While Florida's avocado industry is still bouncing back from last year’s hurricane damage, it struggles to find new, effective weapons against laurel wilt fungal disease. The state's industry hopes for a crop of about 900,000 bushels this year, up from 800,000 bushels last year, mostly thanks to recovery from Hurricane Irma damage in 2017.
Florida is known for the large, green-skinned avocado, which is produced commercially only in the southern part of the state around Miami. Also known as the West Indies avocado, the Florida variety is larger than the darker-skinned Hass avocado that comes primarily from California or Mexico.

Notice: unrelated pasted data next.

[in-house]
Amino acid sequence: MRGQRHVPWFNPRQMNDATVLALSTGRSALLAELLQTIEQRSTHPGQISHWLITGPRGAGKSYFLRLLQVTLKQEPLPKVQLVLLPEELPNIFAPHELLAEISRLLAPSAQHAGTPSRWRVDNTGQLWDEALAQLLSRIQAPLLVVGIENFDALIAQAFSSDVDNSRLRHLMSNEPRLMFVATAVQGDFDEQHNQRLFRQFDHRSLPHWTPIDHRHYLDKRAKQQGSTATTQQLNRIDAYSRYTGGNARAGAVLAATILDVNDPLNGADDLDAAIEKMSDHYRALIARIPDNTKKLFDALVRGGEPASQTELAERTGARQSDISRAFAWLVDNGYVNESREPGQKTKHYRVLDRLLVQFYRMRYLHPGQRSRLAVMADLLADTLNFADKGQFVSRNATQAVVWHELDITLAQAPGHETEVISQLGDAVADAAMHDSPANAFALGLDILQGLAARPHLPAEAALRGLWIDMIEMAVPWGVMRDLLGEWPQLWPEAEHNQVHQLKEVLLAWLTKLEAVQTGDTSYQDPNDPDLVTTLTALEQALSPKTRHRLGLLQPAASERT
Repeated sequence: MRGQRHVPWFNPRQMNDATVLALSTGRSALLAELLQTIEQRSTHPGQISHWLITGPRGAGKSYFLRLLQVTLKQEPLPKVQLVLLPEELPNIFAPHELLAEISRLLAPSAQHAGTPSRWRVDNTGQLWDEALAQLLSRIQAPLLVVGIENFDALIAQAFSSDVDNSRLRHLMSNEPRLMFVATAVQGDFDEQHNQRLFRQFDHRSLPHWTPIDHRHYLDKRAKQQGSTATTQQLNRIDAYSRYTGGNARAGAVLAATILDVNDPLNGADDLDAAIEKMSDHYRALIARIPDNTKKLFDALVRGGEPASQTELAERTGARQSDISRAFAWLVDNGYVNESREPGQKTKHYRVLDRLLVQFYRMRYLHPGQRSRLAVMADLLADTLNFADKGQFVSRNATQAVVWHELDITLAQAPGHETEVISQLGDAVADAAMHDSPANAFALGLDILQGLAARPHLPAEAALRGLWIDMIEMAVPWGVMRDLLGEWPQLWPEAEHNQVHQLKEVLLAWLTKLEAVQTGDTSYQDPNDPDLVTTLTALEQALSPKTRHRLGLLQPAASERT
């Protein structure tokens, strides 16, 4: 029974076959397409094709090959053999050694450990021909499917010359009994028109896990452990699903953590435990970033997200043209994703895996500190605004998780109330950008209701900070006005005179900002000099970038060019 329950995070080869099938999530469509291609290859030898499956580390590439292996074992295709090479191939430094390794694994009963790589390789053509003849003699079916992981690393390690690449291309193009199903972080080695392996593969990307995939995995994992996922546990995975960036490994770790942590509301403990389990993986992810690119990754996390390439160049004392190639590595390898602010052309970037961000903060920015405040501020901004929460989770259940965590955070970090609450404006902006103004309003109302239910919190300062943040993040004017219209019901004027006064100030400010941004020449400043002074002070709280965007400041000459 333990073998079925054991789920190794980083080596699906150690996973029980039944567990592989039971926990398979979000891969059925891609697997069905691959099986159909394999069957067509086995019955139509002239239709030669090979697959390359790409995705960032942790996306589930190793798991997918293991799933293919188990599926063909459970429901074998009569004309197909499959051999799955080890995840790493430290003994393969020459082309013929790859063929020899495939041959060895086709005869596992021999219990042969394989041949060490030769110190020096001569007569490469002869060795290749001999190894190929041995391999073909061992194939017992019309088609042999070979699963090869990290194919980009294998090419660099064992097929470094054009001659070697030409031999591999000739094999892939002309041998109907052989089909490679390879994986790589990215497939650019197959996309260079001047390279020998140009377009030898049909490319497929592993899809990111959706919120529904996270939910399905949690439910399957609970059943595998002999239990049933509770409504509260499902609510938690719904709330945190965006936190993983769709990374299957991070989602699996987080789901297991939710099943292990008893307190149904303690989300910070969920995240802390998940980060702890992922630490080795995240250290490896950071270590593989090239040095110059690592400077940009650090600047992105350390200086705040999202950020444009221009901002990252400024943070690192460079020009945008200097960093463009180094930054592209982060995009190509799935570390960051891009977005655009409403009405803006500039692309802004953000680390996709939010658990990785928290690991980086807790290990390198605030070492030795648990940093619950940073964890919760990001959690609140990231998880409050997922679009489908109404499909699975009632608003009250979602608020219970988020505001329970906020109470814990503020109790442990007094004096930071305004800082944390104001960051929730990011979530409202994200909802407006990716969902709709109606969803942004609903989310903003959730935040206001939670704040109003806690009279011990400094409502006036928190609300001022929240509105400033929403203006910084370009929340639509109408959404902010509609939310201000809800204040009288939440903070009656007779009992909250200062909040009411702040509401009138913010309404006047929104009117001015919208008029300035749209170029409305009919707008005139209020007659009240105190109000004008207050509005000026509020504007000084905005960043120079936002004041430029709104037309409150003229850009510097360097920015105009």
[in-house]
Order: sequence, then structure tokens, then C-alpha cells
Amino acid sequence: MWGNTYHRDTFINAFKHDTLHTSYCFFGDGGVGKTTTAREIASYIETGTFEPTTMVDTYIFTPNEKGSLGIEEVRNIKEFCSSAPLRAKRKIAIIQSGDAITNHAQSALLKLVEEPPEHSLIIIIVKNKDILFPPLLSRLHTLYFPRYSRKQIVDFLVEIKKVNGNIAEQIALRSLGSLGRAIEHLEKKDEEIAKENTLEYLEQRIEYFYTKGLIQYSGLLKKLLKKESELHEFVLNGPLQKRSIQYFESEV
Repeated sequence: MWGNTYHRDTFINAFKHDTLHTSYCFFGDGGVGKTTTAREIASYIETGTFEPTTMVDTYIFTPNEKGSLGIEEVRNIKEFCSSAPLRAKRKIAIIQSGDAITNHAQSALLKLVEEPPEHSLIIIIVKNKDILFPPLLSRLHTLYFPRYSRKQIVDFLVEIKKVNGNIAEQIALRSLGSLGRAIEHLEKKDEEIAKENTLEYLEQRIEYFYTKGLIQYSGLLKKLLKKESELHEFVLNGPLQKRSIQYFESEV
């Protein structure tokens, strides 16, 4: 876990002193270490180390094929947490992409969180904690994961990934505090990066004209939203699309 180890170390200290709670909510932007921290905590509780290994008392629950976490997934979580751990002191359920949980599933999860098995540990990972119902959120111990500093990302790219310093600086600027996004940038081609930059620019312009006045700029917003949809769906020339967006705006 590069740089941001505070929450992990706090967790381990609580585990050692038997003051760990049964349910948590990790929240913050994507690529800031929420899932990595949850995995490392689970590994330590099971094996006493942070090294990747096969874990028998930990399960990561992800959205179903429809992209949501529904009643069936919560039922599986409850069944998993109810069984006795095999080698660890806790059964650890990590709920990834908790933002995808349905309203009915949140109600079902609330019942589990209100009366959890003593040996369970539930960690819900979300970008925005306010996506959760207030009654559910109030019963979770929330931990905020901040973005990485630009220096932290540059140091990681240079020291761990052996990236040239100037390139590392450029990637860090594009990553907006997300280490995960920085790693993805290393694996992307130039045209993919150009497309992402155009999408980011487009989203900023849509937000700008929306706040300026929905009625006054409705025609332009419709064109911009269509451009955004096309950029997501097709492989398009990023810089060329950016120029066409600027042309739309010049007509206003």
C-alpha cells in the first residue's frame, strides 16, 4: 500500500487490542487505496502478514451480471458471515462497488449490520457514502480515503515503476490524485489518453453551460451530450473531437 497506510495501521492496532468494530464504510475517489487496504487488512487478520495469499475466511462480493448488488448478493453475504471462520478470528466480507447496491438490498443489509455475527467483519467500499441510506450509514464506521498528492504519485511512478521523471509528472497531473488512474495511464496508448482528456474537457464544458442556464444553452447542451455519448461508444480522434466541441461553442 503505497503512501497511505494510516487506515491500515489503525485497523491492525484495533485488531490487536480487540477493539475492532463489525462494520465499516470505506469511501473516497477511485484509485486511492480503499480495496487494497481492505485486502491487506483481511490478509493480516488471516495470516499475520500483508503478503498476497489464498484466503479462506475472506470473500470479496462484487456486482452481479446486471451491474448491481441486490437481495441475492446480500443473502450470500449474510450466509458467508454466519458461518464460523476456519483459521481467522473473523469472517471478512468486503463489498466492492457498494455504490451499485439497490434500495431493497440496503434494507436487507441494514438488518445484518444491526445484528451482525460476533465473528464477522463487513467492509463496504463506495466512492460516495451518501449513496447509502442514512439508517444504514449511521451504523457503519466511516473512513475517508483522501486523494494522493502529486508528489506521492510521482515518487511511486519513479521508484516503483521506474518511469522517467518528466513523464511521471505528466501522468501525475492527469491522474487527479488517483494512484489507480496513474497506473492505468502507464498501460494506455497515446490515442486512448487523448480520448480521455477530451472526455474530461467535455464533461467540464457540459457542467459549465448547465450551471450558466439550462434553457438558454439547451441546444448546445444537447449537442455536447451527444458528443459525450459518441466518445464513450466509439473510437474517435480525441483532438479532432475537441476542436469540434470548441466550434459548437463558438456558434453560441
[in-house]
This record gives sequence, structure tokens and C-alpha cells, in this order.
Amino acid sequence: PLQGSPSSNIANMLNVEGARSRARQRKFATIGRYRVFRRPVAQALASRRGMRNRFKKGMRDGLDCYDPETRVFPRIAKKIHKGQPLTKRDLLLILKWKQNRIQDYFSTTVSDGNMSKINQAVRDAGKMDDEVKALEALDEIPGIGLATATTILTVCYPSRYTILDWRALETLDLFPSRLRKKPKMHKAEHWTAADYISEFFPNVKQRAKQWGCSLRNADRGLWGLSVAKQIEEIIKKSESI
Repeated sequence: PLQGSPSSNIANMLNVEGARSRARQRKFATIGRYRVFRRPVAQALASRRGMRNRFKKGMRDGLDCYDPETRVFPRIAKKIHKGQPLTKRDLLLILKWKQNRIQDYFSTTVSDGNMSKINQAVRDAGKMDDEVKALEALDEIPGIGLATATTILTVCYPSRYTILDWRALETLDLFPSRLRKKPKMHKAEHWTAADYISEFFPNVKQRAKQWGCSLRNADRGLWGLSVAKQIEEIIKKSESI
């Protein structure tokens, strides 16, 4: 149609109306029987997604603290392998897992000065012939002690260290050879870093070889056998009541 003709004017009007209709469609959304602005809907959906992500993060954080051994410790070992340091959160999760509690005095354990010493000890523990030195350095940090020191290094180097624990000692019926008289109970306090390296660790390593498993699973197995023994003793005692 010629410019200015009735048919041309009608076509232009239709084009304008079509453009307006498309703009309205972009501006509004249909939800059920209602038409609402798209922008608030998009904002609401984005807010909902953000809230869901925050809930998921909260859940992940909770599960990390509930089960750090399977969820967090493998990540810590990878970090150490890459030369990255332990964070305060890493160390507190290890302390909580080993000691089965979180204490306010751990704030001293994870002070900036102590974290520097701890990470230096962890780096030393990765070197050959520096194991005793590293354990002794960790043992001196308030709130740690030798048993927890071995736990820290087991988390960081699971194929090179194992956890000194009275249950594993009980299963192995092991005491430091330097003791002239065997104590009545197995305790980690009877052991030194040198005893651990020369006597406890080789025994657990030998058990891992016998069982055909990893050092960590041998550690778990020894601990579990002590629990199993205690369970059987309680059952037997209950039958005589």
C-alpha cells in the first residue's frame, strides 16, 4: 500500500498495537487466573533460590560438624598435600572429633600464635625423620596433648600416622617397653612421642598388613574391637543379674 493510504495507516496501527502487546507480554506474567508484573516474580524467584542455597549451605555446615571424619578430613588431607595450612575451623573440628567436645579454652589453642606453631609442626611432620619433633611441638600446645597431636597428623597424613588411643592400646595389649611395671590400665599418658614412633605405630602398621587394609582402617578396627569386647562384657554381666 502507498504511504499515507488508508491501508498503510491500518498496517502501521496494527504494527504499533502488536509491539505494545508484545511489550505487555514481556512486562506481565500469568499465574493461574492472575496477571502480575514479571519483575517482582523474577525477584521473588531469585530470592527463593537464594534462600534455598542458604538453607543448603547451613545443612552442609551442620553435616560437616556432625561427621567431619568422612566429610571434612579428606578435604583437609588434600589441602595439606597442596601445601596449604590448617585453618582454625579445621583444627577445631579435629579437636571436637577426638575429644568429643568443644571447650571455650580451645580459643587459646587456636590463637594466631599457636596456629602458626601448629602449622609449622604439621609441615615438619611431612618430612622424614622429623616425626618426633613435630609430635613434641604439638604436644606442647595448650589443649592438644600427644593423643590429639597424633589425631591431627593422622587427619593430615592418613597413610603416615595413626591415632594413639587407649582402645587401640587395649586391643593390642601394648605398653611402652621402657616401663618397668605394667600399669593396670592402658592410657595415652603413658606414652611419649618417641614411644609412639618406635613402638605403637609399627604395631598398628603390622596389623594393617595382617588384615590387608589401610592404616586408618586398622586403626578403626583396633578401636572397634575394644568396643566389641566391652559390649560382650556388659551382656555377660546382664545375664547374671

With the damage mostly behind them, avocado growers still wage warfare against the disease, which first appeared in South Florida's groves in 2011. Tree loss is now estimated at over $42 million, with lost avocado sales well over $4 million, according to the University of Florida.
"Pathologists are working on a vaccine to inoculate against the fungus," said Jonathan Crane, a horticulture scientist with the University of Florida. "We just got the funding for that," Crane said. "We're at the very early stages. Developing a vaccine for something like this is very difficult. We hope to have results of current tests in about three years."
He said additional research is focused on finding varieties of avocado trees that are resistant to the disease. After the disease wiped out large tracts of older, more vulnerable avocado trees, the spread of laurel wilt isn't as bad now, but trees still succumb to it, Crane said.
Laurel wilt has killed half a billion laurel trees, which include avocados, on farms and in woods in the south-eastern United States over the last 18 years.